27 years ago, on November 17, 1991, 1,600 black women joined together and placed a full-page ad in the New York Times to support Professor Anita Hill when she faced backlash for accusing Justice Clarence Thomas of sexual harassment. They called it, “African American Women in Defense of Ourselves.” Today we follow in the footsteps of those courageous women.

We are 1,600 men who now stand behind both Professor Anita Hill, as well as Dr. Christine Blasey Ford, because we believe them.

As men who are allies in the fight to end violence and harassment against women and girls, we write to express our strong support of Dr. Christine Blasey Ford for her willingness to speak out publicly and testify before the Senate about the sexual assault that she says was perpetrated against her by Judge Brett M. Kavanaugh.

We believe survivors, and we call on all men of good will to stand with us to ensure that Dr. Blasey Ford’s story is carefully and fully examined without bias or prejudice. It is imperative that the politics of this moment not discolor the facts. Justice demands that both Dr. Blasey Ford and her story be treated fairly, impartially, and with respect.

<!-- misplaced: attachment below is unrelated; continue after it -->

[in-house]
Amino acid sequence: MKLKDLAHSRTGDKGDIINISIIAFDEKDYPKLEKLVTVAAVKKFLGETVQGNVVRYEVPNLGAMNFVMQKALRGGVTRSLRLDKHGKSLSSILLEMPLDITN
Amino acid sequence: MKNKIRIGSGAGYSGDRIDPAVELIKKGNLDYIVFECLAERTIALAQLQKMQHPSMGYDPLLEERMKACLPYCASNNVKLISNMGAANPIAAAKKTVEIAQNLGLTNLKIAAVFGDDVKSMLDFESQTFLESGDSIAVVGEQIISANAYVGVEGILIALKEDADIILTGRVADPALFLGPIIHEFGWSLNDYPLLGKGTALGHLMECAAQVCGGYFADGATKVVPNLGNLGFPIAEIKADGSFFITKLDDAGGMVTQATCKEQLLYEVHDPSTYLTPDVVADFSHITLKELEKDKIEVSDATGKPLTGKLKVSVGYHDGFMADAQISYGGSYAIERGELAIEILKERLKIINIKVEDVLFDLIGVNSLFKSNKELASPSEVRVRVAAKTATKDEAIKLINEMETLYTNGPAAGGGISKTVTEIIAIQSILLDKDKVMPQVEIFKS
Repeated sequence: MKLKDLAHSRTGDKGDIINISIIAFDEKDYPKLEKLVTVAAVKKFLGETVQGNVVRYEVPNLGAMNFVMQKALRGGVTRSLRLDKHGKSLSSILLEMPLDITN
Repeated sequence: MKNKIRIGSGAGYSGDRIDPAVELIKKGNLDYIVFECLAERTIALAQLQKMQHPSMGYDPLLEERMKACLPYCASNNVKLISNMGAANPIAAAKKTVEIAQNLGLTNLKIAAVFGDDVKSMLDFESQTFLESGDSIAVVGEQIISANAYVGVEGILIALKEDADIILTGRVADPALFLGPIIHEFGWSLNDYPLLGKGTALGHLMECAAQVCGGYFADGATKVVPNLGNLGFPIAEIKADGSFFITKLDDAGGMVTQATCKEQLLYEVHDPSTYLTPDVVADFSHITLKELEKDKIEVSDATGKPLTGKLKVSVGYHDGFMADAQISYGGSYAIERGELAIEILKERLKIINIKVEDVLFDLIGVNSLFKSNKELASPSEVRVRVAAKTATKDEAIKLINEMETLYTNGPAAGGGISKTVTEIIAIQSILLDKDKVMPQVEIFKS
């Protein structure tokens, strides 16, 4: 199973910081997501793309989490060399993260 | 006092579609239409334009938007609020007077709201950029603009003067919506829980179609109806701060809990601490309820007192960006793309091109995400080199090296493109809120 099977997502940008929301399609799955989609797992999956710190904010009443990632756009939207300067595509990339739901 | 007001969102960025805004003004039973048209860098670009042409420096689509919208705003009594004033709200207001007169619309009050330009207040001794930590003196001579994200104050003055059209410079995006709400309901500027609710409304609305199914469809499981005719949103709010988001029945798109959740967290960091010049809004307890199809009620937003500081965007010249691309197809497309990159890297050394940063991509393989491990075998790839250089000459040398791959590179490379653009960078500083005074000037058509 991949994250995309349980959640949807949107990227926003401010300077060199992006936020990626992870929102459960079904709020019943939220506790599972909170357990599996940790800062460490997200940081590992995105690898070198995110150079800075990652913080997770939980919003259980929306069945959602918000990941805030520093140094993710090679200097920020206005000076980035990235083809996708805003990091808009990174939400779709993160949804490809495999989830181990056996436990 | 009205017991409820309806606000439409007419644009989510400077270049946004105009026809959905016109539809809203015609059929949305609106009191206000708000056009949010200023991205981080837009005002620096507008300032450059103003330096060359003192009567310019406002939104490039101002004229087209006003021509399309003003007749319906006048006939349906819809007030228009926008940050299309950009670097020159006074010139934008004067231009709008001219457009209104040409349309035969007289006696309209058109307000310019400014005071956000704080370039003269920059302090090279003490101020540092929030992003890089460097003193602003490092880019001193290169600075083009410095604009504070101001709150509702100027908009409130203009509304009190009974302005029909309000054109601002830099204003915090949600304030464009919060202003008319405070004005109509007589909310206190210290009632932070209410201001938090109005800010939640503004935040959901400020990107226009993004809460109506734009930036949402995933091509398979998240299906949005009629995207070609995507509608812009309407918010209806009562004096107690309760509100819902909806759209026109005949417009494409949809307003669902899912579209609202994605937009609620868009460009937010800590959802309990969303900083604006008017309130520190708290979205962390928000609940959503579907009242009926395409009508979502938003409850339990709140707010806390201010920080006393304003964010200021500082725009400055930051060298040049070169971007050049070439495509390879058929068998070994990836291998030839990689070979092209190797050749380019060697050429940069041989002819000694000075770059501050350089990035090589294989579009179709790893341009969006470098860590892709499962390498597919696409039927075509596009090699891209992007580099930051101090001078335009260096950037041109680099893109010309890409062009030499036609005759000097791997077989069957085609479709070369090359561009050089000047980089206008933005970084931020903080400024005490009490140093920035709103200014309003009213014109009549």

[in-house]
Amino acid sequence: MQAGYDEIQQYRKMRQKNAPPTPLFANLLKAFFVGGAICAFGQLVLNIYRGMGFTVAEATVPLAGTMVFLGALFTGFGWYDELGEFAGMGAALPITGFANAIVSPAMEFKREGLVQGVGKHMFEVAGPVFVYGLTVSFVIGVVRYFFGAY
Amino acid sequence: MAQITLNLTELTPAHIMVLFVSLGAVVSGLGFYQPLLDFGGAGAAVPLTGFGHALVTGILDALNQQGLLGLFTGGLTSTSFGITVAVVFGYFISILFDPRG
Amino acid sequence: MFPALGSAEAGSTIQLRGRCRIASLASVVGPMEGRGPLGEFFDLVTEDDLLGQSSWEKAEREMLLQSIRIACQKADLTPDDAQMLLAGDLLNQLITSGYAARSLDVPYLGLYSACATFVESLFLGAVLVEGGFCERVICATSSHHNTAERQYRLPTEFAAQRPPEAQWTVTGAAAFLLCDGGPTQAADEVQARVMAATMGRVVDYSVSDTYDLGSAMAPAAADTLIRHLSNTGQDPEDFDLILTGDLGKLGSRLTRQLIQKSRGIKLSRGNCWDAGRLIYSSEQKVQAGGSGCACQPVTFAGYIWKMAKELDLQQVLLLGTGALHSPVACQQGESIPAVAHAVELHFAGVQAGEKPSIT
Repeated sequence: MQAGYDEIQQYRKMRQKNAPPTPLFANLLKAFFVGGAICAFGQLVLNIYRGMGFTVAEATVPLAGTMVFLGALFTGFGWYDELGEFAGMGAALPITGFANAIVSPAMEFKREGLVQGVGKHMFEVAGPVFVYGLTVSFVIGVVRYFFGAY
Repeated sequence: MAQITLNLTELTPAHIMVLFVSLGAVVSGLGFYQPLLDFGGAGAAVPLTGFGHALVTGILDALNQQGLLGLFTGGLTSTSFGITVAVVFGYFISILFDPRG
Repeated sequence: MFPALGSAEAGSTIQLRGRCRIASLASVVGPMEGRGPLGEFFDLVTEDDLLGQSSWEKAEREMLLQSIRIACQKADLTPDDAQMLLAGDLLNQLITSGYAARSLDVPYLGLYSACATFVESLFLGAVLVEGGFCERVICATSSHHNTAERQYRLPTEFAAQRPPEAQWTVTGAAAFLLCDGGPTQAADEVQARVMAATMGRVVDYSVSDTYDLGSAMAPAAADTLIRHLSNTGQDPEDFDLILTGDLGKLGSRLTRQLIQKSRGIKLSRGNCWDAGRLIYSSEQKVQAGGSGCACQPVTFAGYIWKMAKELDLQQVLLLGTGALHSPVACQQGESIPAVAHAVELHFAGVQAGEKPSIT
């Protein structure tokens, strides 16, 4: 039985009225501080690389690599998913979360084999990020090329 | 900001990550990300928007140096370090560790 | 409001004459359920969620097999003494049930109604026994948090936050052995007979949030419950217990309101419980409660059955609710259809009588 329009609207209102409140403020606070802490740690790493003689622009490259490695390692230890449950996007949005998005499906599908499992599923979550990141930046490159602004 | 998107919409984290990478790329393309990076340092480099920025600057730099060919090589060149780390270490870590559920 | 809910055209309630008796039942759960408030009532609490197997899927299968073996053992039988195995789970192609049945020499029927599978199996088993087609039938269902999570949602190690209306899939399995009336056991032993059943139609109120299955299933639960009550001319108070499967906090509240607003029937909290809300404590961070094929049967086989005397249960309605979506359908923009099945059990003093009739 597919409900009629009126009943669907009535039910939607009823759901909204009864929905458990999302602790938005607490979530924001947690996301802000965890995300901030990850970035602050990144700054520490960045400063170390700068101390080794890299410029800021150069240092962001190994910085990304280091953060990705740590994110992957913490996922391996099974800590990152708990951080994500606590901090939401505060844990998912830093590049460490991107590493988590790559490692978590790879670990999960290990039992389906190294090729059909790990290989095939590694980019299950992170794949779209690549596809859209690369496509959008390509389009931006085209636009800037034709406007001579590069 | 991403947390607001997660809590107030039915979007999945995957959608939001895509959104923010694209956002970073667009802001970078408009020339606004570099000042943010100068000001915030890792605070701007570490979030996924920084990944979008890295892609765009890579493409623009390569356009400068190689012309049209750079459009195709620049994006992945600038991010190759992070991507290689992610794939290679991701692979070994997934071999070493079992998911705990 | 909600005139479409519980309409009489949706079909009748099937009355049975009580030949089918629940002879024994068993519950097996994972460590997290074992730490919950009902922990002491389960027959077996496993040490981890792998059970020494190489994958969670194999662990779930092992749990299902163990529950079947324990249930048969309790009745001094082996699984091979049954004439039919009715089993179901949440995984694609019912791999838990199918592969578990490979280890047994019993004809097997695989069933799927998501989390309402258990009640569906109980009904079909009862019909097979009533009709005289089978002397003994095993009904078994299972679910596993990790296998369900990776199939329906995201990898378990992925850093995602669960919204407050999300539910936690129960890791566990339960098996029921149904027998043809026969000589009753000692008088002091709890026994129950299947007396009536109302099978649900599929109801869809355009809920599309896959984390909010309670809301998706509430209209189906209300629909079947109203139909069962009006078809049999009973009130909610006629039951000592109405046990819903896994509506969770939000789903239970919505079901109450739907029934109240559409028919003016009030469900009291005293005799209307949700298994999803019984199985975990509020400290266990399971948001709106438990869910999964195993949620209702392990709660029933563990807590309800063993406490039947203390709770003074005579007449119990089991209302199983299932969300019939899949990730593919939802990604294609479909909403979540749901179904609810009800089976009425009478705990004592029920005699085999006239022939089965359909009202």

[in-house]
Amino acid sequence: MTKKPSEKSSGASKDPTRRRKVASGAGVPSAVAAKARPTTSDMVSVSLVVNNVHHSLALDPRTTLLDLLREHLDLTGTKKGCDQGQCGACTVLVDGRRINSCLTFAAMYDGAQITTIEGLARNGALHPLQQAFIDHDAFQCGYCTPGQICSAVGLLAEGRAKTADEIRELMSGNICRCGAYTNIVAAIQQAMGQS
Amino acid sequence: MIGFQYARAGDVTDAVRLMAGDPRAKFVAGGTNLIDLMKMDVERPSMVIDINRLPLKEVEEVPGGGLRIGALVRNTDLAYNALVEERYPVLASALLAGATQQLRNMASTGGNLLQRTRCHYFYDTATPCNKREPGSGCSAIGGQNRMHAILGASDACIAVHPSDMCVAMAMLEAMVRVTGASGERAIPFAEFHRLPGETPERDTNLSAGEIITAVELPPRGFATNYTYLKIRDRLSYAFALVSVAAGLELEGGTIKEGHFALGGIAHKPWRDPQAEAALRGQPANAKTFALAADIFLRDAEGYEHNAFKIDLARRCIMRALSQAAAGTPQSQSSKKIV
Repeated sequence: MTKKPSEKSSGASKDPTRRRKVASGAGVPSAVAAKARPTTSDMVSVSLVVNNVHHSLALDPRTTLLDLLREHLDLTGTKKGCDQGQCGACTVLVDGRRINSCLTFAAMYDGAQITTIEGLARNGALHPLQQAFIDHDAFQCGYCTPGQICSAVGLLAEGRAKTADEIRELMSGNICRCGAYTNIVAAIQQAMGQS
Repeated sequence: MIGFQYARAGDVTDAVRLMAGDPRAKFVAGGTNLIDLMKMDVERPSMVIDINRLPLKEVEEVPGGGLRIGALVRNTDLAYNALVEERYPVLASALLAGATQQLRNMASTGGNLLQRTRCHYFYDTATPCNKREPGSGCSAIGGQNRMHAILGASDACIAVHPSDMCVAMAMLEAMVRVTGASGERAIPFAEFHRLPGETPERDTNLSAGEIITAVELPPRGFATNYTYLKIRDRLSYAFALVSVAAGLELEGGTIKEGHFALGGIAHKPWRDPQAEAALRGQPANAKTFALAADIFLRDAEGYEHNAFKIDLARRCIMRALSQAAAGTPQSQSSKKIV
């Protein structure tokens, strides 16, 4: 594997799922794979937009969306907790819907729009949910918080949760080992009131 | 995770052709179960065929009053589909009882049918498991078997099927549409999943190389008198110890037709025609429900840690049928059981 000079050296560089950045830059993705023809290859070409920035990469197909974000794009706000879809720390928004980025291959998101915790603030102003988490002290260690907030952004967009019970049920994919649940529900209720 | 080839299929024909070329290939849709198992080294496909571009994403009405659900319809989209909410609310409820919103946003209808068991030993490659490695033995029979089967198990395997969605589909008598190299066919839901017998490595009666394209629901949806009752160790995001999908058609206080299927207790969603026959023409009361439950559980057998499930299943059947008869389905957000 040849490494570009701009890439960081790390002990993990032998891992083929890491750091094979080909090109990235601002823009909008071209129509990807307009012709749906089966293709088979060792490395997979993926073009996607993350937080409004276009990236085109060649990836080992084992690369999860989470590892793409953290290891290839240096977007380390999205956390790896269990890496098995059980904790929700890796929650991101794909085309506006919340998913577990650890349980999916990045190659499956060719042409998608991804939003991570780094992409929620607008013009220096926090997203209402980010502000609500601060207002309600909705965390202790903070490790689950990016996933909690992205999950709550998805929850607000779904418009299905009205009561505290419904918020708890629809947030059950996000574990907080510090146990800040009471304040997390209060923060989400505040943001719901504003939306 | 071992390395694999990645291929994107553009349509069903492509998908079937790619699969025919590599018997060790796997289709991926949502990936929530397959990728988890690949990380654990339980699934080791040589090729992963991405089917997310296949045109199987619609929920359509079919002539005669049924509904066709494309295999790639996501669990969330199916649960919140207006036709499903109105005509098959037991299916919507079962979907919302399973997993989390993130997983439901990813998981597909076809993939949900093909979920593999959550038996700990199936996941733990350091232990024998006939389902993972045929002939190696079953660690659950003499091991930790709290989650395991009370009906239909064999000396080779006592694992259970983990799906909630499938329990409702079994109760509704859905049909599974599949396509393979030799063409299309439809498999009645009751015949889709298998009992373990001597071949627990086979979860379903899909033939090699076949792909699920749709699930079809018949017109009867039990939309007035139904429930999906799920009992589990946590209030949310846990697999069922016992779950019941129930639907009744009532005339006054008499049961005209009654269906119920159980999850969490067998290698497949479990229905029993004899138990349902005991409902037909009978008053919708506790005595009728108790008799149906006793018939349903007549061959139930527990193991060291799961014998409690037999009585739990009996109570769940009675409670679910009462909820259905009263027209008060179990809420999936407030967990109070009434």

Too frequently, survivors of sexual assault are forced to suffer in silence. Those that choose to speak out often face backlash, skepticism, and ridicule. As we've seen once again the last few weeks, that kind of virulent backlash is most acutely on display whenever those accused of misdeeds are powerful men. If appointed to the Supreme Court, few men would be more powerful than Judge Kavanaugh.

We are a group of men with varying political and legal views. But we each believe women should no longer have to carry these burdens alone.

For decades, a culture of misogyny has allowed men to act with impunity and without consequence. We demand an end to that culture, and we pledge to do our part in dismantling it. That’s why we are speaking out today in favor of a just process, and for the rights of women like Dr. Blasey Ford to be heard fully, fairly, and with respect.

In the words of Anita Hill, “There is no way to redo 1991, but there are ways to do better.”